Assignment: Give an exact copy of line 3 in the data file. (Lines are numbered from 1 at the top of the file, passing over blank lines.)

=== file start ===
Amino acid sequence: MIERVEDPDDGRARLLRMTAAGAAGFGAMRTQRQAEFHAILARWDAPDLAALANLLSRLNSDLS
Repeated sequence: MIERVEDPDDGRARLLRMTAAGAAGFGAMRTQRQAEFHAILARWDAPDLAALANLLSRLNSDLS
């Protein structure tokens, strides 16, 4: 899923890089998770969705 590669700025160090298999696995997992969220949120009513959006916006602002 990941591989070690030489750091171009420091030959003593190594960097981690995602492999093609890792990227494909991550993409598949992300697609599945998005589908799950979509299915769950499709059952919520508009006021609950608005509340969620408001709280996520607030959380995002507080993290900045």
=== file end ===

């Protein structure tokens, strides 16, 4: 899923890089998770969705 590669700025160090298999696995997992969220949120009513959006916006602002 990941591989070690030489750091171009420091030959003593190594960097981690995602492999093609890792990227494909991550993409598949992300697609599945998005589908799950979509299915769950499709059952919520508009006021609950608005509340969620408001709280996520607030959380995002507080993290900045």